Surgery is the treatment of choice for spinal epidermoids and maximal resection should be attempted. Adherence to medullary structures may preclude a safe total removal. Intraoperative concerns during removal of these cysts include the possible contamination of the field with spillage of cyst contents. [4] There is an isolated report stating that radical radiotherapy was delivered to a patient with an cervical intraspinal epidermoid cyst to a dose of 46 Gy in 23 fractions to the cervicothoracic spine by opposing anteroposterior high-energy photon beams. This patient had refused surgery. He was given radiotherapy; the patient's clinical symptoms improved subsequently. [9]

To summarize, the recognition of epidermoid cysts in the pediatric age group is important. There may be associated congenital anomalies which need to be carefully sought as an aid to diagnosis. Surgical excision forms the mainstay of treatment and the overall outcome of these lesions is good, even if they present with a ruptured cyst, as was the case with our patient.

 > References Top

1.Maiuri F, Gangemi M, Cavallo LM, De Divitiis E. Dysembryogenetic spinal tumours in adults without dysraphism. Br J Neurosurg 2003;17:234-8.  Back to cited text no. 1
2.Jeong IH, Lee JK, Moon KS, Kwak HJ, Joo SP, Kim TS Iatrogenic Intraspinal Epidermoid Tumor: Case Report Paediatric Neurosurgery 2006;42;395-8.  Back to cited text no. 2
3.Reina MA, López-García A, Dittmann M, de Andrés JA, Blázquez MG. Iatrogenic spinal epidermoid tumors. A late complication of spinal puncture. Rev Esp Anestesiol Reanim 1996;43:142-6.   Back to cited text no. 3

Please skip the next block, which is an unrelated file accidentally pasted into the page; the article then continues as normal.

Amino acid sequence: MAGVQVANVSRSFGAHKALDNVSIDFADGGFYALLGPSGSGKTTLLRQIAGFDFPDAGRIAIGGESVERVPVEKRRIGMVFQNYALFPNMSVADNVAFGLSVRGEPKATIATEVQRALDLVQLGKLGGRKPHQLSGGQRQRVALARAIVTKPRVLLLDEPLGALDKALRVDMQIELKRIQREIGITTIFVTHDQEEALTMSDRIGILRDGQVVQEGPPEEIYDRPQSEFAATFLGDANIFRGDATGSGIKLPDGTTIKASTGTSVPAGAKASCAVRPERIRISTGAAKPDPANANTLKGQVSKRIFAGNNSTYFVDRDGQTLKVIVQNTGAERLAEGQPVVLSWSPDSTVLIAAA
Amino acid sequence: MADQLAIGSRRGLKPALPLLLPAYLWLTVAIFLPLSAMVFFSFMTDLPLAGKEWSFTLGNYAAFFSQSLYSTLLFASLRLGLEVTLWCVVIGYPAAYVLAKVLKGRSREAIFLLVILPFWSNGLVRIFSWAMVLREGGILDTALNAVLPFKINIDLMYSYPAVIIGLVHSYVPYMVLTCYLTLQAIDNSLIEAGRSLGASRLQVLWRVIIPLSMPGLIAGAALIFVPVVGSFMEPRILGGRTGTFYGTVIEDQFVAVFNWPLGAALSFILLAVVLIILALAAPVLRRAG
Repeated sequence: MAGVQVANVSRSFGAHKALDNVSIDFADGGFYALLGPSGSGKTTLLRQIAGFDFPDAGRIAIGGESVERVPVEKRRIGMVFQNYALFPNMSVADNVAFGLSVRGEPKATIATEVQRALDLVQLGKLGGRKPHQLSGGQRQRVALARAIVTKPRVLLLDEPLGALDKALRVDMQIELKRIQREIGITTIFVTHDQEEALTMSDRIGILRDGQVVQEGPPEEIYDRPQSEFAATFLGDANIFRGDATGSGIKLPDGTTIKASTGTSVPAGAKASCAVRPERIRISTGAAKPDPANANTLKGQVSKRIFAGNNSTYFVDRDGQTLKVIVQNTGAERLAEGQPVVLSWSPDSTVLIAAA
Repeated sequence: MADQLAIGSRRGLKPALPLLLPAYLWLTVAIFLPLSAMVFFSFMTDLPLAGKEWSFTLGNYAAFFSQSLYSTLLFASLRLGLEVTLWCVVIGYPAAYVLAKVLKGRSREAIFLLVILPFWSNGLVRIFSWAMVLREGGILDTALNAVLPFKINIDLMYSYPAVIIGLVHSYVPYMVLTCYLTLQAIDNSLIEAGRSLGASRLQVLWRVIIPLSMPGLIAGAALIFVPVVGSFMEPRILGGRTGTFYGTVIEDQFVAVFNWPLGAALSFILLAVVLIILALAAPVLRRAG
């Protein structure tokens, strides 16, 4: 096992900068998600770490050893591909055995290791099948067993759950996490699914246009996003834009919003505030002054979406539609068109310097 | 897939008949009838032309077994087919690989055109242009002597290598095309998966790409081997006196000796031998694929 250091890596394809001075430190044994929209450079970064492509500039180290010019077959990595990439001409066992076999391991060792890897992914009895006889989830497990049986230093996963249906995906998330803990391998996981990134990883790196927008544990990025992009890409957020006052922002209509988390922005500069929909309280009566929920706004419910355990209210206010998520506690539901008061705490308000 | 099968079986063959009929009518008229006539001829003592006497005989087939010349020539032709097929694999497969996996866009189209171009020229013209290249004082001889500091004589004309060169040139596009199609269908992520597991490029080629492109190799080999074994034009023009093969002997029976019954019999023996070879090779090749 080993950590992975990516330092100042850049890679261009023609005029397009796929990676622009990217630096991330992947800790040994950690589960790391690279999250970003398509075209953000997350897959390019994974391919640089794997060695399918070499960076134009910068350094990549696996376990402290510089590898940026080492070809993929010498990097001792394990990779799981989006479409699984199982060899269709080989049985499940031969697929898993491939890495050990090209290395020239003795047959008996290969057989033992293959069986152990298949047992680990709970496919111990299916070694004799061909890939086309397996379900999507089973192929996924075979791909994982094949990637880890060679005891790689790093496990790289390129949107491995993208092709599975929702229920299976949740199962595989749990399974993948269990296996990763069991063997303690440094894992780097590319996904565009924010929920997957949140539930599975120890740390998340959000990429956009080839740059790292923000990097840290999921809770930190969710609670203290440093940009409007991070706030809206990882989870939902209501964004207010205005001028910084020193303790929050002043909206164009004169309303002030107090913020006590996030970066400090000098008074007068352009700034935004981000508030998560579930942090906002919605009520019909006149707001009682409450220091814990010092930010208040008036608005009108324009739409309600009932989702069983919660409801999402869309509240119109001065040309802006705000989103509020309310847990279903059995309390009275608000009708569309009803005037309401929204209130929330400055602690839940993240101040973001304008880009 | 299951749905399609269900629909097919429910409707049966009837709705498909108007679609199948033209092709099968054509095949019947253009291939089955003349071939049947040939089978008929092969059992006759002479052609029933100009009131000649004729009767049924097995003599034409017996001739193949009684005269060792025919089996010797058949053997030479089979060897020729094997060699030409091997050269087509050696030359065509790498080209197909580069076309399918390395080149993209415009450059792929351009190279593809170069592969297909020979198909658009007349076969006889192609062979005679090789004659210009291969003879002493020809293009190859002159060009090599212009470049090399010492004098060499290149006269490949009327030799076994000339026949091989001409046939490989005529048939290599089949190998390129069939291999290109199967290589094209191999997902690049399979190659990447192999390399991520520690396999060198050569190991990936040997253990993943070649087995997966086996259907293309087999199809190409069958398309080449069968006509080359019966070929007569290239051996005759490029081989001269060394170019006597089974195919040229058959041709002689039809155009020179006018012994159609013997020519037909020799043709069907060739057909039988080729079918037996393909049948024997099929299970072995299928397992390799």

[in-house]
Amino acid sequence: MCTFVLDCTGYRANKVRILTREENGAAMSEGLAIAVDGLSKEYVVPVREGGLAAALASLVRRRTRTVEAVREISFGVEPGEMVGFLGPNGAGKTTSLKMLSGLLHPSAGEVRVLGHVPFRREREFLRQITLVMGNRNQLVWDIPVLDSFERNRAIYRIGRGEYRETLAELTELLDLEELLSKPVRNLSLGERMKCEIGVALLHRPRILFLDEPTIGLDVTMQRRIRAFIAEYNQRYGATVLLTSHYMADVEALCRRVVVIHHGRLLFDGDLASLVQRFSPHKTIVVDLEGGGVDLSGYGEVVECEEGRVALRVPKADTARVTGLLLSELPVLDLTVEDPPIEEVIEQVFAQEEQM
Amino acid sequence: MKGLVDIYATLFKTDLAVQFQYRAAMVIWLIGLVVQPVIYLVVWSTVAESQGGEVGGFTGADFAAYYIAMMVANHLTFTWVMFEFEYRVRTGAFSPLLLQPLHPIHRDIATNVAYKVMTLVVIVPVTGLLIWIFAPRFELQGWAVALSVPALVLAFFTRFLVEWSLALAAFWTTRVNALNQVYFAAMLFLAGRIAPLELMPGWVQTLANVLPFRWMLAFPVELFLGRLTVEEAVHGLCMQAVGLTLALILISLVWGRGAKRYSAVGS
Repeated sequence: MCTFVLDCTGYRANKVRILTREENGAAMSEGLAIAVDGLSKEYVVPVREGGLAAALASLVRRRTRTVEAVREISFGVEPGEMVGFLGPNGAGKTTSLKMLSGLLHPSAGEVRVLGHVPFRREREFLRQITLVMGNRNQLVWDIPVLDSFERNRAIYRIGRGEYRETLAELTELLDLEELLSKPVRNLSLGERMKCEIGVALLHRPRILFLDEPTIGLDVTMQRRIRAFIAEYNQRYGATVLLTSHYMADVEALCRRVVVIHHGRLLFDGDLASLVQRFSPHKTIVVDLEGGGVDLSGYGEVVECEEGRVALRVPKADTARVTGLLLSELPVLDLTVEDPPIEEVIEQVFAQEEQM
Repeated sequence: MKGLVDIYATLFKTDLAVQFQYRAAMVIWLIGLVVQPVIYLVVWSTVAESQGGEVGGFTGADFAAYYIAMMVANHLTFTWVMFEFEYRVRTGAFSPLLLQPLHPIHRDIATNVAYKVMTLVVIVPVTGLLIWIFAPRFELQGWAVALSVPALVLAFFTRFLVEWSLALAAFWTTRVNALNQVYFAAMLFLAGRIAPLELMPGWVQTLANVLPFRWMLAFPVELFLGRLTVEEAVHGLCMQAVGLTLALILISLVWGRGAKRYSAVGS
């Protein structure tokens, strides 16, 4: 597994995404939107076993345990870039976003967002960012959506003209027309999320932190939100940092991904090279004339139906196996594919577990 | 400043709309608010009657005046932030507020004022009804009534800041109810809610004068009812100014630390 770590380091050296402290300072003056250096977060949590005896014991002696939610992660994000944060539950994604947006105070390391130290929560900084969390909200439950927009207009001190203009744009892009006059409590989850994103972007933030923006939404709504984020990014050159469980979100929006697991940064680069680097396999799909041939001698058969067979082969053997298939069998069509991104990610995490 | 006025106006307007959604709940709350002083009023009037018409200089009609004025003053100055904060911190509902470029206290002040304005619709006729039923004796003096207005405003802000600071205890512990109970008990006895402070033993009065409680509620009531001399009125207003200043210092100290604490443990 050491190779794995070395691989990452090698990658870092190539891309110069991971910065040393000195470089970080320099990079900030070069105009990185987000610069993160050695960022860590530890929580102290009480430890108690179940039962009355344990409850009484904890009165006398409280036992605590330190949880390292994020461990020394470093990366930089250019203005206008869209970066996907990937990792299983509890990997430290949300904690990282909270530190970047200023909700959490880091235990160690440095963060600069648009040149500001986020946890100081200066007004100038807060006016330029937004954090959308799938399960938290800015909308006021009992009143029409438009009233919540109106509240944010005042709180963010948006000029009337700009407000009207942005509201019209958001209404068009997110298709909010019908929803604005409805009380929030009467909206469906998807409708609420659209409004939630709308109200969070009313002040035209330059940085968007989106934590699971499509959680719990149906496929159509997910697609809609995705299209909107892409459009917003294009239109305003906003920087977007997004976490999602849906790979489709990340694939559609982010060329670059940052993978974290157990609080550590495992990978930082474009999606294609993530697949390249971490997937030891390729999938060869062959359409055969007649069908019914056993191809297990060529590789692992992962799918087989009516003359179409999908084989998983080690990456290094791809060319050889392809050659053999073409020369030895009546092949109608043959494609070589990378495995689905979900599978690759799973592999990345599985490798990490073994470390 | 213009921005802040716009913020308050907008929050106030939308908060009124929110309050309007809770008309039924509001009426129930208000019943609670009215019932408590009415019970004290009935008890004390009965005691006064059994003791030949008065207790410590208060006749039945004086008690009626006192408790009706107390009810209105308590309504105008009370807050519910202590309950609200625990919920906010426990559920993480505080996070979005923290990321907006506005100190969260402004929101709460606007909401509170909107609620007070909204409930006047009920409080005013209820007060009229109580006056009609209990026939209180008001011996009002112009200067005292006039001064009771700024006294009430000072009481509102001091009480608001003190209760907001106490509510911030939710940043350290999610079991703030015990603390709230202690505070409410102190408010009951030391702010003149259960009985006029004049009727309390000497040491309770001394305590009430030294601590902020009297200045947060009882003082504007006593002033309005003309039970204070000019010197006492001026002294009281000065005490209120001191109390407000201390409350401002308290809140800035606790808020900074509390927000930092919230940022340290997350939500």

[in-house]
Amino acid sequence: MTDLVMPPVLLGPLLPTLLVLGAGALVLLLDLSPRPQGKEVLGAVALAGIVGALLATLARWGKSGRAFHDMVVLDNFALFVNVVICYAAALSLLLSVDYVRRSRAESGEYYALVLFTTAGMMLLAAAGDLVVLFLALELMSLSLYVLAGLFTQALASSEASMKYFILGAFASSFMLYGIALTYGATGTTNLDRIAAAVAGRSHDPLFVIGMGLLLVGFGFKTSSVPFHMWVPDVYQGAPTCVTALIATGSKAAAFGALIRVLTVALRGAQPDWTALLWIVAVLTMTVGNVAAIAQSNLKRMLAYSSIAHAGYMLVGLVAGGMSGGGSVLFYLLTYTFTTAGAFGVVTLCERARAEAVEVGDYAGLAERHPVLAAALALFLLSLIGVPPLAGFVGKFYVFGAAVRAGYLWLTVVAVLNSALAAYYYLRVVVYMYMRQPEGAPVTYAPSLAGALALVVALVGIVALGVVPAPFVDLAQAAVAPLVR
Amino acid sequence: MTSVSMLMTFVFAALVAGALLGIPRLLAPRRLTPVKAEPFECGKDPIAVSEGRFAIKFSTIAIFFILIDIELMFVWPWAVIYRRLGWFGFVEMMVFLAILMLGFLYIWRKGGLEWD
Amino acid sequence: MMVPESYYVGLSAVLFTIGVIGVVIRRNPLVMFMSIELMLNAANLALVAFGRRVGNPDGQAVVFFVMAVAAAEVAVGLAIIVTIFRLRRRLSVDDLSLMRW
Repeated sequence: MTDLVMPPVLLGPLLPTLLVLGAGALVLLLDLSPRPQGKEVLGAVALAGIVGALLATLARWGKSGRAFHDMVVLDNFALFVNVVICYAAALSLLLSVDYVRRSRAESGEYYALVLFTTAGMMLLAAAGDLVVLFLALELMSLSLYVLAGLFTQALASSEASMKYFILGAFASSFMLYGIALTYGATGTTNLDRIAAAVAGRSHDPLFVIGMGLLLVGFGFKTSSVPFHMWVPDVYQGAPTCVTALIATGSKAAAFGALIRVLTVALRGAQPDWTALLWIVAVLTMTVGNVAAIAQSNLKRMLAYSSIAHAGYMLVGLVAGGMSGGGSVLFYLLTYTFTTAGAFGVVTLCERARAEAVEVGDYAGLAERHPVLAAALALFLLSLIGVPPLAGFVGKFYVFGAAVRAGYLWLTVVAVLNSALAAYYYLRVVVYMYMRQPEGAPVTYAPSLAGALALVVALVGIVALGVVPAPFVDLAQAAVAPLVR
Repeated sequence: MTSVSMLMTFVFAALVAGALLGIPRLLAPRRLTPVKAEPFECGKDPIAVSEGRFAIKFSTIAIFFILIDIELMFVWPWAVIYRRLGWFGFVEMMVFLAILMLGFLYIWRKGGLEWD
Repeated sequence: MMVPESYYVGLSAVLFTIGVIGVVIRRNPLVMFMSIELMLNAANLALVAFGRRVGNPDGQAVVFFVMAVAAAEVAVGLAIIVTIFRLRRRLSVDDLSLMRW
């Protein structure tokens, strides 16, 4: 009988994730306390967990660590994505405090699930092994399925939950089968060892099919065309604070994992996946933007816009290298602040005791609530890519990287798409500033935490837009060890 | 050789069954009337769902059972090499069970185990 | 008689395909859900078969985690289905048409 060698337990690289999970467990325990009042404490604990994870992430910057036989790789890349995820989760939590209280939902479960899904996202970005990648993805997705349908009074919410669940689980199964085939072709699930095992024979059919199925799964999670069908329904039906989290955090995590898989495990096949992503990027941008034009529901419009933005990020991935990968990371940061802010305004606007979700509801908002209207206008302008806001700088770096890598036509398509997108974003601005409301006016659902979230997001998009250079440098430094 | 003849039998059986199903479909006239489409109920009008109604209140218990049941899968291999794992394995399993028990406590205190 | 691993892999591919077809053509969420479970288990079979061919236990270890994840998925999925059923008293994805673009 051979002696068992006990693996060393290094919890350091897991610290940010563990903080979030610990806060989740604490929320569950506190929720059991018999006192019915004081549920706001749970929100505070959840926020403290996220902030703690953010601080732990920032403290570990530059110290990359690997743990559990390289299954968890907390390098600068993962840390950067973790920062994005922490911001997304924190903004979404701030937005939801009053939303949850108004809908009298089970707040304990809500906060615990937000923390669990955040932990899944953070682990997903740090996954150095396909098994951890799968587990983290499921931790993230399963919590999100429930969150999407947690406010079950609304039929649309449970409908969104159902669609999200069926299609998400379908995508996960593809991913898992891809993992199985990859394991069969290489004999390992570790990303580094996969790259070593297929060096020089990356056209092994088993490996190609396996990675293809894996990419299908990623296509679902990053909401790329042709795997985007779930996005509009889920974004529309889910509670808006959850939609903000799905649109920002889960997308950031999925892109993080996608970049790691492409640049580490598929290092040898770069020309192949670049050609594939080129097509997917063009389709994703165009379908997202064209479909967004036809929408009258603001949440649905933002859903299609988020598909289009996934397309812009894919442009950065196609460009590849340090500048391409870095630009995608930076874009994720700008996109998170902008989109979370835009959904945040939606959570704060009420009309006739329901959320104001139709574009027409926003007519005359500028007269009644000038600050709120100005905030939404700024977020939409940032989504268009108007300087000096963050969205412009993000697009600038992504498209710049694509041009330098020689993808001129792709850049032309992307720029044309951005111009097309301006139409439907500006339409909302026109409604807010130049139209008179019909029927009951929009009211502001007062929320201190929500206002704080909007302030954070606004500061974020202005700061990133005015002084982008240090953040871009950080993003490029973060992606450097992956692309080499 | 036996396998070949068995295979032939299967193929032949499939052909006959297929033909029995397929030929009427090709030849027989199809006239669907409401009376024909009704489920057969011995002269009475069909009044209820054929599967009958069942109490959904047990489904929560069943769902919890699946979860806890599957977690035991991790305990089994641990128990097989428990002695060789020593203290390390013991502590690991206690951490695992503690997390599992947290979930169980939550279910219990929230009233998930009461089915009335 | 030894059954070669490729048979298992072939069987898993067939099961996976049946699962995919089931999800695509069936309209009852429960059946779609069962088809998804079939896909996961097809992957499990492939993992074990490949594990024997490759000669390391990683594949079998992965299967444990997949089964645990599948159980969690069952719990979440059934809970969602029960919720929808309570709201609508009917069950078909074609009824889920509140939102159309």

4.Scarrow AM, Levy EI, Gerszten PC, Kulich SM, Chu CT, Welch WC. Epidermoid cyst of the thoracic spine: Case history. Clin Neurol Neurosurg 2001;103;220-2.  Back to cited text no. 4
5.Sun J, Zhang Q, Bao X. Diagnosis and surgical treatment of intramedullary epidermoid cyst of the spinal cord. Zhonghua Wai Ke Za Zhi 1998;36:52-3.   Back to cited text no. 5
6.Vallée B, Krifa H, Korbi S, Ben Hamouda M, Essadia KM. Intramedullary D12-L1 epidermoid tumor. Report of a case and review of the literature. Neurochirurgie 1991;37:61-6.   Back to cited text no. 6
7.Carré S, Sanoussi S, Dietemann JL, Salatino S, Guessoum M. Intraspinal epidermoid cyst. J Neuroradiol 1997;24:65-7.   Back to cited text no. 7
8.Er U, Yigitkanli K, Kazanci A, Bavbek M. Primary lumbar epidermoid tumor mimicking schwannoma. J Clin Neurosci 2006;13:130-3.   Back to cited text no. 8
9.Bretz A, Van den Berge D, Storme G. Intraspinal epidermoid cyst successfully treated with radiotherapy case report. Neurosurgery 2003;53:1429-31.  Back to cited text no. 9


  [Figure 1], [Figure 2]